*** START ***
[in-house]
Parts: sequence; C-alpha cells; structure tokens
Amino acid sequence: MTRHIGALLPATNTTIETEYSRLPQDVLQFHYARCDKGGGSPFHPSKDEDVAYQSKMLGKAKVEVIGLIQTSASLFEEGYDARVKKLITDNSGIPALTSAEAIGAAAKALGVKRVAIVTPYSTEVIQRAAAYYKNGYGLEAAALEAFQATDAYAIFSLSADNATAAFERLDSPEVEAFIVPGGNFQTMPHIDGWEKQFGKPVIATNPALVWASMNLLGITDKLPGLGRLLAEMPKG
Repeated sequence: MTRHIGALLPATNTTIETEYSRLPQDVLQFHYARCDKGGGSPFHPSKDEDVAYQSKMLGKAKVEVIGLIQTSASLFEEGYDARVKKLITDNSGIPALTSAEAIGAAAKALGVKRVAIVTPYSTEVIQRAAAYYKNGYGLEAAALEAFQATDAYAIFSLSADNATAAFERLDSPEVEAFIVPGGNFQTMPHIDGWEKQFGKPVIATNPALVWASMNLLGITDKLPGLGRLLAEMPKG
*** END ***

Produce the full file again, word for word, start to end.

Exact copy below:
[in-house]
Parts: sequence; C-alpha cells; structure tokens
Amino acid sequence: MTRHIGALLPATNTTIETEYSRLPQDVLQFHYARCDKGGGSPFHPSKDEDVAYQSKMLGKAKVEVIGLIQTSASLFEEGYDARVKKLITDNSGIPALTSAEAIGAAAKALGVKRVAIVTPYSTEVIQRAAAYYKNGYGLEAAALEAFQATDAYAIFSLSADNATAAFERLDSPEVEAFIVPGGNFQTMPHIDGWEKQFGKPVIATNPALVWASMNLLGITDKLPGLGRLLAEMPKG
Repeated sequence: MTRHIGALLPATNTTIETEYSRLPQDVLQFHYARCDKGGGSPFHPSKDEDVAYQSKMLGKAKVEVIGLIQTSASLFEEGYDARVKKLITDNSGIPALTSAEAIGAAAKALGVKRVAIVTPYSTEVIQRAAAYYKNGYGLEAAALEAFQATDAYAIFSLSADNATAAFERLDSPEVEAFIVPGGNFQTMPHIDGWEKQFGKPVIATNPALVWASMNLLGITDKLPGLGRLLAEMPKG